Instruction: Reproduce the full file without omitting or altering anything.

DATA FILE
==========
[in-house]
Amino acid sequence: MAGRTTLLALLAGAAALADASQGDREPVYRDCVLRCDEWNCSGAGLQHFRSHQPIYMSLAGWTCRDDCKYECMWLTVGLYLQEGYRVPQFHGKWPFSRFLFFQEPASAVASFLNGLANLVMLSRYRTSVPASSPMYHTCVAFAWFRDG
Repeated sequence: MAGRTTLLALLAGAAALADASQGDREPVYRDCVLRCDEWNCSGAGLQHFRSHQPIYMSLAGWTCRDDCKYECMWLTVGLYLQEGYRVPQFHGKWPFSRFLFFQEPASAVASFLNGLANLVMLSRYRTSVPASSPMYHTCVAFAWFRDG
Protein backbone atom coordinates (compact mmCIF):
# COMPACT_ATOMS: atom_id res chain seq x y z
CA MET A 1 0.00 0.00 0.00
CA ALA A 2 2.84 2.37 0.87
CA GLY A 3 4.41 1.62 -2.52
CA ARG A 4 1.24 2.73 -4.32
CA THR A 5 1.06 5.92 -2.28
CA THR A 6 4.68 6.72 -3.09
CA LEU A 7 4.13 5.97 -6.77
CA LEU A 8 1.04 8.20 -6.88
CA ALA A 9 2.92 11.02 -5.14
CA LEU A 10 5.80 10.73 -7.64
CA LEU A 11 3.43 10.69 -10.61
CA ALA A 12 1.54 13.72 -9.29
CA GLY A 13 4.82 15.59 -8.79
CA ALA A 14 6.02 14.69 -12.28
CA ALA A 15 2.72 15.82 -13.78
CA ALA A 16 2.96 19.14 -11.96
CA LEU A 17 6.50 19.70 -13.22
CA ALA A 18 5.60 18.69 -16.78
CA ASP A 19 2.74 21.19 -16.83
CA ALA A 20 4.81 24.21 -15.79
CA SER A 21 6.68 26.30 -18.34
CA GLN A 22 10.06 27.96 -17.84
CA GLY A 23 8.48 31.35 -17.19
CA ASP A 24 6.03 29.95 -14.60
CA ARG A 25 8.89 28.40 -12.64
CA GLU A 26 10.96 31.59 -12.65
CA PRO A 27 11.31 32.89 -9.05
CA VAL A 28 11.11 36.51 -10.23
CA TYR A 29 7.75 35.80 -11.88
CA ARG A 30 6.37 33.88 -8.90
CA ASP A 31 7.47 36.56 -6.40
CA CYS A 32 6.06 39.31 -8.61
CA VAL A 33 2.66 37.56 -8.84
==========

[in-house]
Amino acid sequence: MAGRTTLLALLAGAAALADASQGDREPVYRDCVLRCDEWNCSGAGLQHFRSHQPIYMSLAGWTCRDDCKYECMWLTVGLYLQEGYRVPQFHGKWPFSRFLFFQEPASAVASFLNGLANLVMLSRYRTSVPASSPMYHTCVAFAWFRDG
Repeated sequence: MAGRTTLLALLAGAAALADASQGDREPVYRDCVLRCDEWNCSGAGLQHFRSHQPIYMSLAGWTCRDDCKYECMWLTVGLYLQEGYRVPQFHGKWPFSRFLFFQEPASAVASFLNGLANLVMLSRYRTSVPASSPMYHTCVAFAWFRDG
Protein backbone atom coordinates (compact mmCIF):
# COMPACT_ATOMS: atom_id res chain seq x y z
CA MET A 1 0.00 0.00 0.00
CA ALA A 2 2.84 2.37 0.87
CA GLY A 3 4.41 1.62 -2.52
CA ARG A 4 1.24 2.73 -4.32
CA THR A 5 1.06 5.92 -2.28
CA THR A 6 4.68 6.72 -3.09
CA LEU A 7 4.13 5.97 -6.77
CA LEU A 8 1.04 8.20 -6.88
CA ALA A 9 2.92 11.02 -5.14
CA LEU A 10 5.80 10.73 -7.64
CA LEU A 11 3.43 10.69 -10.61
CA ALA A 12 1.54 13.72 -9.29
CA GLY A 13 4.82 15.59 -8.79
CA ALA A 14 6.02 14.69 -12.28
CA ALA A 15 2.72 15.82 -13.78
CA ALA A 16 2.96 19.14 -11.96
CA LEU A 17 6.50 19.70 -13.22
CA ALA A 18 5.60 18.69 -16.78
CA ASP A 19 2.74 21.19 -16.83
CA ALA A 20 4.81 24.21 -15.79
CA SER A 21 6.68 26.30 -18.34
CA GLN A 22 10.06 27.96 -17.84
CA GLY A 23 8.48 31.35 -17.19
CA ASP A 24 6.03 29.95 -14.60
CA ARG A 25 8.89 28.40 -12.64
CA GLU A 26 10.96 31.59 -12.65
CA PRO A 27 11.31 32.89 -9.05
CA VAL A 28 11.11 36.51 -10.23
CA TYR A 29 7.75 35.80 -11.88
CA ARG A 30 6.37 33.88 -8.90
CA ASP A 31 7.47 36.56 -6.40
CA CYS A 32 6.06 39.31 -8.61
CA VAL A 33 2.66 37.56 -8.84